The operation was actually well executed. The van bearing Elián backed down the street as the 40 or so protesters awake at 5 a.m. hurled rocks and garbage. Elián was whisked to a waiting helicopter, then to an eight-seat jet that the U.S. Marshals Service normally uses to transport criminals. (The marshals' air fleet is known as "Con Air.") In the van and in the aircraft, INS agents tried to allay the fears of the shocked child. He was told that he was safe, that he was not going back to Cuba but, rather, that he would see his father very soon. He was given chocolate milk (not drugs, the Justice Department hastened to point out) and Play-Doh. Supposedly, Play-Doh helps relieve stress for children by giving them something to squeeze. But Elián, sturdy as ever, did not cry or mope or act out. He was said to have been happily excited about the helicopter ride. He was reportedly joyful to see his father, hugging him close when the two were finally reunited at Andrews at about 9:30 a.m. Juan Miguel had seen the snatch operation live on TV. Craig, who was still in his office at dawn, had awakened him, excitedly yelling over the phone, "Turn on the TV! Turn on the TV! They're getting Elián!"
In Miami, the lamentations had begun. Marisleysis gave a camera crew a tour of the battered bungalow, pointing out where agents had broken doors and even, apparently, Elián's bed. Bursting into tears, she re-enacted the Feds' holding a gun on Elián. Dalrymple was equally emotional describing how Elián had been torn from his arms. Outside, crowds chanted and burned tires in the road. Riot police moved in, but cautiously, making sure that they did not become the story by inviting further clashes.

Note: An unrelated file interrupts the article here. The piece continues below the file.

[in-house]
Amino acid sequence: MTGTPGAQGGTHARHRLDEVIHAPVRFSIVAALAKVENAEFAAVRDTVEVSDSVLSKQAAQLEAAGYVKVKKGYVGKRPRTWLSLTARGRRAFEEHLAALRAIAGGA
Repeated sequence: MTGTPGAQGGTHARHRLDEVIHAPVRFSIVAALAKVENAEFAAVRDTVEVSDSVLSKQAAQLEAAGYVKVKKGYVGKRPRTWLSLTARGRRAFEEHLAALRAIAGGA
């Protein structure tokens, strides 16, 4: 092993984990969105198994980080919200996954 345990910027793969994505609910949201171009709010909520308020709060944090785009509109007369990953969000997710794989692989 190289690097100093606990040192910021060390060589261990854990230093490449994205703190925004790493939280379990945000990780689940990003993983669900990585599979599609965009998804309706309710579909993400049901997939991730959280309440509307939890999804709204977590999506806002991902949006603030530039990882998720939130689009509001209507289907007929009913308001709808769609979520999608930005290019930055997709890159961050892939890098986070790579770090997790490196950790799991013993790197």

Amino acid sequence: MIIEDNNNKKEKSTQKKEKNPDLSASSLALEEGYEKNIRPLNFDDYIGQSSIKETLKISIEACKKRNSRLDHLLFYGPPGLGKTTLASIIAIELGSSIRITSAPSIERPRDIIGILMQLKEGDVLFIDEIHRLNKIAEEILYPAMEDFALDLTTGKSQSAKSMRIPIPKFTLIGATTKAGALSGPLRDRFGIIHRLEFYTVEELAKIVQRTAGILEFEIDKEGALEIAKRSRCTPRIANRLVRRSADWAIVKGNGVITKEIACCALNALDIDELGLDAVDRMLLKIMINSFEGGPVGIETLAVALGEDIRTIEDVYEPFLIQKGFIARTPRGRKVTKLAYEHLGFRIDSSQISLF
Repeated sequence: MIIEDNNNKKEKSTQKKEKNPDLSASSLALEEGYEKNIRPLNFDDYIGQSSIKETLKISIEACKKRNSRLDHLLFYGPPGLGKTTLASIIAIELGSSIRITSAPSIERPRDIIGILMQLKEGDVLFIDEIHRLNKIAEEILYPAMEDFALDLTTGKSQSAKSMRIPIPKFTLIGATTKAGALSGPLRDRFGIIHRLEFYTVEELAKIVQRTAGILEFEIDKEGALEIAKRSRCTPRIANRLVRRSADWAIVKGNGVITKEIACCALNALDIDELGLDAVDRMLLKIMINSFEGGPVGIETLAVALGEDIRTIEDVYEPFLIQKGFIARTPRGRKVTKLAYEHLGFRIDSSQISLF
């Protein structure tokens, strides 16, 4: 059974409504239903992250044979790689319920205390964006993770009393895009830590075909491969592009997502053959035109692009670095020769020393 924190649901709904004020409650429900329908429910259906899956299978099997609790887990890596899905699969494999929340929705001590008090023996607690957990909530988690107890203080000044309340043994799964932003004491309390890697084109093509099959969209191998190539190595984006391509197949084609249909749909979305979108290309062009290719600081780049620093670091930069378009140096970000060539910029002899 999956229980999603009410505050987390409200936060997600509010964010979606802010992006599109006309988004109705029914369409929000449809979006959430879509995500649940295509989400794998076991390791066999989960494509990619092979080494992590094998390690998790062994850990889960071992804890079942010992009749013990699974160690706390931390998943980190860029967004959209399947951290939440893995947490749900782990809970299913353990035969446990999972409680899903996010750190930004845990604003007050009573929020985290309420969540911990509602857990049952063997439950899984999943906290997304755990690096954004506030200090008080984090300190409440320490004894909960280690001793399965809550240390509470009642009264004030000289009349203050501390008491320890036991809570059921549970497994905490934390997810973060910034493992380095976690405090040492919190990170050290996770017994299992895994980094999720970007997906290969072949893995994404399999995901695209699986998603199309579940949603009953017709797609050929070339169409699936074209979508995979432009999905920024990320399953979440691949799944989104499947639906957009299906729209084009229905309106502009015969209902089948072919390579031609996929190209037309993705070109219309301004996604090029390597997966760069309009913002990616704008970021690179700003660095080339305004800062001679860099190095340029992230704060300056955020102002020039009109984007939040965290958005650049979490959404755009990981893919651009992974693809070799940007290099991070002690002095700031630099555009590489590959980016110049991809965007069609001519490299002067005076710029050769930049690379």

The street protests died down a bit when the main actors, Lázaro, Delfín and Marisleysis, accompanied by the ubiquitous fisherman Dalrymple, headed for the airport. They were flying to Washington, they said, demanding to see Elián. They enlisted a U.S. senator, Bob Smith of New Hampshire, as an escort, and drove to Andrews Air Force Base. They were turned away. Juan Miguel did not want to see them, not any time soon, said Craig. It is still possible that Elián's Miami relatives will visit the boy while he awaits the slow churning of the courts, probably at a retreat somewhere in the Maryland or Virginia countryside. But Lázaro and Marisleysis may not have helped their cause by holding press conferences to demand an audience with Elián. The Miami relatives clearly intend to press their case, in the courts and on the talk-show circuit. On Saturday night, they were claiming that the photos of Elián smiling with his father and Cuban family were either staged or fakes.
In Miami, the forgotten great-uncle--Manuel, 58, the third oldest of the González brothers and the one who, from the beginning, believed that Elián should be returned to his father--was quietly satisfied. "This should have been done some time ago," he told NEWSWEEK. "It pains me to see what happened to [his relatives Lázaro, Delfín and Marisleysis], but they brought it on themselves. This wasn't necessary. But," he went on, "the boy is happy." If he stays that way--and Elián surely faces some difficult times ahead--then the long and messy struggle to return him to his father was worth it.